Taking the measuring tape with him into the den, he measured the height of the wall. Starting in the corner he read, ’96 inches.’

I recorded the measurements on the pad of paper he gave me.

He moved down the wall one foot and measured again. ’95-1/2 inches.’  We repeated this process around the room discovering the ceiling sloped down one and a half inches from the outside wall to the door on the opposite wall.

‘Measure twice, cut once,’ he said starting over from the beginning. ‘We are going to double check each measurement including the outlets and switches.’

After finishing our archaeological survey of the den, we returned to the garage to cut the paneling.

Using a carpenter’s pencil, my father drew the lines for his cuts. He walked over to the garage door and opened it about two feet to let in some air. We carried the panel over to the table saw. The blade ate through the wood the way I would eat through a fresh baked cinnamon roll. Using a punch and a hand saw, he notched out the hole for the light switch.

We carried the panel into the den. He nestled it up to the wall.  ‘Fannie, I want you to lean against this until I get a couple of nails in it.’

After it was secure, we returned to the garage for the next panel. While he measured the next set of cuts, I rode the Hippety Hop around the garage.

‘Fannie can you bring me the hand saw?’

I bounced through the saw dust to the bench. I retrieved the hand saw and bounced back to my father.

‘Set it on the panel for me,’ he said, ‘oh, and I need the punch as well.’

I bounced toward the bench. I heard a loud pop. Catapulted through the air in the manner of a human cannon ball in a seated position, I cleared the wood paneling and saw horse, but missed the ceiling. On my way back to earth, the garage door arrested my forward progress with a loud thud, my legs shot through the opening under the door. Gravity dumped me on the floor.

I sat stunned for a few moments. A dull pain radiated from my hips, up the trunk of my body and into my arms. The sound of my father’s laughter filtered into my brain as the fog cleared.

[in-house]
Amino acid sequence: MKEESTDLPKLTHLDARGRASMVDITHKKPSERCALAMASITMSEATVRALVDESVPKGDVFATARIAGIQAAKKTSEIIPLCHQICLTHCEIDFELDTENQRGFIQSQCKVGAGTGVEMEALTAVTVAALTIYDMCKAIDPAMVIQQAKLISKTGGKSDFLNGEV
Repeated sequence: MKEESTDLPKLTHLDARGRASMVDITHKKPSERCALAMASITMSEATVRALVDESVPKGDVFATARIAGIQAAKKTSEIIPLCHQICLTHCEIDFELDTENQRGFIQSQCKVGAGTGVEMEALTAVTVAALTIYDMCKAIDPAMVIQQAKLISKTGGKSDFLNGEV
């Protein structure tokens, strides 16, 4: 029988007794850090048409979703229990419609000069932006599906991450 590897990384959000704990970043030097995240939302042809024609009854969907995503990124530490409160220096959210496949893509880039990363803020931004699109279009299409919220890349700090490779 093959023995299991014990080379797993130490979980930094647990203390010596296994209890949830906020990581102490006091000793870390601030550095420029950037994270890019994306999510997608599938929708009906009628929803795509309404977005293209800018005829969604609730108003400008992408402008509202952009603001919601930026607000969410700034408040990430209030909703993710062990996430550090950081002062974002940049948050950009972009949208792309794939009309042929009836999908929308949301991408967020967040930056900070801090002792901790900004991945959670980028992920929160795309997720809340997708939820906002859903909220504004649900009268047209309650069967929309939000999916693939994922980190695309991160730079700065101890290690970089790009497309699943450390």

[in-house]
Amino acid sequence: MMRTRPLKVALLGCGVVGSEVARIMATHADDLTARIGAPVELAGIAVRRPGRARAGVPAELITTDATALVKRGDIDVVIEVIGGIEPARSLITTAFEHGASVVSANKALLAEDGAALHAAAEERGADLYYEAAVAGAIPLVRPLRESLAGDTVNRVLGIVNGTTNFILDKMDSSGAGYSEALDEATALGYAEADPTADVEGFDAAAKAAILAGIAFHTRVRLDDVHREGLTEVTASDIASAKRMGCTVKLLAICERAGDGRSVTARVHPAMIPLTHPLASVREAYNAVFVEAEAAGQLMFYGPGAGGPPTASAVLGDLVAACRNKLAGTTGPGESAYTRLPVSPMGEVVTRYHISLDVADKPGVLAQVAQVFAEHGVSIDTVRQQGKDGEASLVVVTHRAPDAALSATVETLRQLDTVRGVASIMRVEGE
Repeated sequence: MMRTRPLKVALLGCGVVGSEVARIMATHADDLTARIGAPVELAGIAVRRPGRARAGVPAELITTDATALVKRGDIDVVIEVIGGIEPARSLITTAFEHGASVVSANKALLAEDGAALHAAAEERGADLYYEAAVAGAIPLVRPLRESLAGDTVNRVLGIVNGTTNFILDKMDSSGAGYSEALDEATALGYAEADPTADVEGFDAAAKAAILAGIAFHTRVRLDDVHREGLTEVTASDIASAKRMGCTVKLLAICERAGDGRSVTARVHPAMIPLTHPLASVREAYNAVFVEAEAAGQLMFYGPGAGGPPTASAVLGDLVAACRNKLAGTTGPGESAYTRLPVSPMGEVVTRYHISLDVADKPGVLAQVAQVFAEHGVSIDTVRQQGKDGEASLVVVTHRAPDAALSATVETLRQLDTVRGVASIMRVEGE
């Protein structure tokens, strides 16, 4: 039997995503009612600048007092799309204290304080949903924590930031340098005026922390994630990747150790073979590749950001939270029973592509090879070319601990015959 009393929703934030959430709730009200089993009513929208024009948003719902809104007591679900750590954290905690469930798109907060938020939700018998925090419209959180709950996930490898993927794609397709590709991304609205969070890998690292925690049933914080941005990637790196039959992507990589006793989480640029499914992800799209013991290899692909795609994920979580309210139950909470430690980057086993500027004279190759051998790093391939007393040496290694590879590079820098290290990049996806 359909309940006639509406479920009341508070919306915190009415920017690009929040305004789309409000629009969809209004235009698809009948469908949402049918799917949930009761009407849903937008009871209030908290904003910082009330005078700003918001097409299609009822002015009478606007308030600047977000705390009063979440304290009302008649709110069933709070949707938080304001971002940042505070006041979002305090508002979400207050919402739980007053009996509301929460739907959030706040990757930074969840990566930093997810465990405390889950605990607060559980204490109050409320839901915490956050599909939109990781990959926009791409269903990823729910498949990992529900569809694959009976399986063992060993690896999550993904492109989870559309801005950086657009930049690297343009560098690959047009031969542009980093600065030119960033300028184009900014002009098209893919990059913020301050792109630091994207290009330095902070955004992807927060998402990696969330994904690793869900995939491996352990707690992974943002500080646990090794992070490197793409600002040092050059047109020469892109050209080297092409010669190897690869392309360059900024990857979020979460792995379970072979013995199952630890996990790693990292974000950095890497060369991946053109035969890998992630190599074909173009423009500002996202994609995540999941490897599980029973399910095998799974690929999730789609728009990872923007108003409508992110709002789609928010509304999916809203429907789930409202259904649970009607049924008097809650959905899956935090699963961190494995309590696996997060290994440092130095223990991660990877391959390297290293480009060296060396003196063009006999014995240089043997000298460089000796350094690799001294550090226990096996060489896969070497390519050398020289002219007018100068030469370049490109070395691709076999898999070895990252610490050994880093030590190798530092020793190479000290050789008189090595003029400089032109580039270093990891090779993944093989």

After he stopped gasping for breath he ran over to me. ‘Fannie, are you all right?’ he asked, wiping the tears from his eyes. Leaving trails in the sawdust which covered his face. Well the sawdust covered pretty much all of him.

‘I think so,” I said. The room still moved.

‘You should have seen your face, that’s the funniest thing I’ve ever seen,’ he said, laughing. Becoming sober, he said, ‘You pinky swear to me you’ll never tell you mother even under torture.’ His face darkened and his eyes narrowed.

‘I swear,’ I said, still shaken. I held up my pinky.

‘It will be our little secret,’ he said, sliding his large pinky into mine.”

Zack laughed. “That doesn’t explain how you got the road rash now. You looked fine when I saw you on Saturday.”

“Zack, I want to make sure you understand why you can’t tell my mother.”

“Uh huh,” he said, “it may cost you.”

“It will huh, let me finish the story, then you can decide,” I said, shifting my weight to my lesser bruised right leg.  “You remember we picked up your parents on Saturday for the swap meet out at the Star-Lite. Did your mom mention what we found there?”

“No, but they were acting really weird at dinner that night. She and Dad would look at each other, he would hum this tune, I think from a Bond film. They would bob their heads then laugh. It was unnerving.”

“Glad to know I could provide the entertainment at dinner,” I said, laughing, my lower lip reminding me not to smile. “Remember me saying history repeats itself?”